Tuesday, February 27, 2024
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Sydney tackles urban heat island effect with ‘urban forest’ growth

Sydney has unveiled a comprehensive plan to enhance canopy coverage in Australia’s largest city, with the goal of creating more sustainable and resilient urban communities that are accessible to all.

To address the challenges posed by a changing climate, the City of Sydney (CofS) has collaborated with Indigenous ecologists, landscape architects, arboriculturists and scientists in developing a comprehensive plan that includes specific strategies and initiatives to improve the quantity and quality of urban tree canopy coverage.

The plan is available for community review and comment until February 28, 2023 (details below).

“We know how important urban forests are to the liveability of our city. Trees cool our homes, streets and parks, build resilience and improve mental and physical wellbeing,” Sydney’s Lord Mayor Clover Moore said.

“We’ve planted more than 16,000 street trees since 2004 because we see trees and other urban greenery as essential infrastructure – as important as roads and broadband internet.”

Sustainability architect and CofS councillor HY William Chan, tabled the urban forest strategies to Council while chairing the environment committee. Councillor Chan said that Sydney was the only Australian capital city that has made a concerted effort to increase canopy cover consistently over the past decade.

“Given the ongoing climate crisis, it’s crucial that we take steps to mitigate the environmental and health impacts. Sydney’s new Urban Forest Strategy and Street Tree Master Plan will allow us to continue this progress and further enhance the city’s living habitat and biodiversity,” Councillor Chan said.

“The urban heat island effect is a significant concern, and increasing shade coverage throughout the city can help to combat this and protect our community from extreme heatwaves. Research has shown that effective and extensive canopy cover can actually reduce ground temperatures by up to 10 degrees.”

To prepare for a future climate that is expected to be more similar to that of Grafton in northern New South Wales by 2050, the CofS has carefully chosen tree species that are likely to thrive in the anticipated hotter and more humid conditions. This has informed the city’s selection of trees for planting and maintenance.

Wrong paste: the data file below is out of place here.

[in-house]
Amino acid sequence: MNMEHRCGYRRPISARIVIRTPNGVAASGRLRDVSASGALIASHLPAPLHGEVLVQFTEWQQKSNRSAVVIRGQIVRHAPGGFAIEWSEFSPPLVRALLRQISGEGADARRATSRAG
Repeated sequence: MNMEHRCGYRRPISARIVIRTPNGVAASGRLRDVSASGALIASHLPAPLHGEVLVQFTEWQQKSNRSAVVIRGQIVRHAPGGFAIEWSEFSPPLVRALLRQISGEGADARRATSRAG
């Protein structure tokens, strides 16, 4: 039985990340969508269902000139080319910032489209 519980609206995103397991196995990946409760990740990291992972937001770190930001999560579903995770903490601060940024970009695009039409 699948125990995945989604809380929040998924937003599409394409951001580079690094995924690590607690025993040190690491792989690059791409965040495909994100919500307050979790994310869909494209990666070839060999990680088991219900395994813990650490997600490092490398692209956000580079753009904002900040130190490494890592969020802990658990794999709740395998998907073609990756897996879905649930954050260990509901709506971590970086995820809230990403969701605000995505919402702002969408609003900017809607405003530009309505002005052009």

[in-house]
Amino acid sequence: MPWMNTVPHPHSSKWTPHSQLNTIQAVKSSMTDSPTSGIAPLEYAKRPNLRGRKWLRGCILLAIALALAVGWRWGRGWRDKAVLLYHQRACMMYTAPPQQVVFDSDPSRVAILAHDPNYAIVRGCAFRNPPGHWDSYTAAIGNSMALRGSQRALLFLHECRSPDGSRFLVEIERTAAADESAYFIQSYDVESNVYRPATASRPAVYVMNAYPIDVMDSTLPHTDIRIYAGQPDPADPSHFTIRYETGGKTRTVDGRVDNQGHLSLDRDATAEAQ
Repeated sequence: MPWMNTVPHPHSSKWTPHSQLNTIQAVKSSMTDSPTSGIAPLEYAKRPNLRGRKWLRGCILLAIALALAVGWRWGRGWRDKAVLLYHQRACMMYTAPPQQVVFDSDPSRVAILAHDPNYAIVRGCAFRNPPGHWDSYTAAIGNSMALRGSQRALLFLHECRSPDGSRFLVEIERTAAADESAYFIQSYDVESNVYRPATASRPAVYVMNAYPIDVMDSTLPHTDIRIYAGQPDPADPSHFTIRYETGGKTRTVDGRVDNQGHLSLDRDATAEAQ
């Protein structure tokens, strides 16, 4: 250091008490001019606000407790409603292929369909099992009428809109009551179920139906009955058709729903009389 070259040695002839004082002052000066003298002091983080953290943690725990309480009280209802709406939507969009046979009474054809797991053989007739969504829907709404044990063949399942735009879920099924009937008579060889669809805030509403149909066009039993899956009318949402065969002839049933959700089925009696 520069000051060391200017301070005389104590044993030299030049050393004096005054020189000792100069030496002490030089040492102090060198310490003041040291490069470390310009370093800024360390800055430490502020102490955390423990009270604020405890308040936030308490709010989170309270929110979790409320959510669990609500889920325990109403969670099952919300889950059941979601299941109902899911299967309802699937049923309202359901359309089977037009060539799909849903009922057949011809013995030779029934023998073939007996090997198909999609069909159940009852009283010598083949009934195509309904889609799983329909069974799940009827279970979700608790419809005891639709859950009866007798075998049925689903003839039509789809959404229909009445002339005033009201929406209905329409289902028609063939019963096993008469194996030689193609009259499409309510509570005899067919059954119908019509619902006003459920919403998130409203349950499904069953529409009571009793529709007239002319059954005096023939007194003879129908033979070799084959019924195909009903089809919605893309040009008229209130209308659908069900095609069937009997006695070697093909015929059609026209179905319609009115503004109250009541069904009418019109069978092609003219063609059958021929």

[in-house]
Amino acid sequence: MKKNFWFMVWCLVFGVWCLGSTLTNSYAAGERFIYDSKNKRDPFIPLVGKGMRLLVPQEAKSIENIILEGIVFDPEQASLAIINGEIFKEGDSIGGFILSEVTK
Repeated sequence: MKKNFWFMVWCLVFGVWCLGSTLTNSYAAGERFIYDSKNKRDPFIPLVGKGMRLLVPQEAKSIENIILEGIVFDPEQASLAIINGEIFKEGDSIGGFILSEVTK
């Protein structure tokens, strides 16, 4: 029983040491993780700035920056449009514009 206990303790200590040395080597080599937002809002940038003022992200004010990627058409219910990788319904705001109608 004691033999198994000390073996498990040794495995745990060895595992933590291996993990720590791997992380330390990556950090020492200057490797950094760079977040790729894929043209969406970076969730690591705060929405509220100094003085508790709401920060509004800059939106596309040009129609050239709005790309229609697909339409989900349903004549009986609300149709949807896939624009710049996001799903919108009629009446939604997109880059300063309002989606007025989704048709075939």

“We have gone block by block, street by street across the whole city to map out which tree species are most appropriate. Native species are our preference, but we also have to plant deciduous trees that provide shade in summer and let light through to homes in winter,” Lord Mayor Clover Moore said.

The CofS has set a bold target to increase its overall green cover to 40 per cent by 2050, including a minimum of 27 per cent tree canopy. Currently, streets and parks have approximately 50,000 trees that help to purify the air and sequester around 440 tonnes of carbon annually. It is estimated that there are an additional 40,000 trees on private land within the city.

To develop these proposals and plans, the CofS has enlisted the expertise of professionals in arboriculture, climate change, landscape architecture, and Indigenous ecology.

“By collaborating with an Indigenous ecologist, we have gained valuable insights that will help us strengthen our connection to Country and embed First Nations’ knowledge into our green infrastructure practices,” Councillor Chan said.

“Working with our arborists and geo-spatial experts, we have also developed a user-friendly online map that translates these greening policies into an interactive, visual form for the community to engage with. We’re using world-leading GIS technology so that the community can enter an address, view the species that are recommended for planting on their street, and provide feedback directly to have their say.”

The CofS’s strategies and plans to expand tree canopy cover were endorsed for community comment at the December Council meeting.

Until February 28, 2023, the community can now review and comment on:

Together, these proposed policies and strategies will guide decision making to increase the quality and quantity of Sydney’s urban forest.

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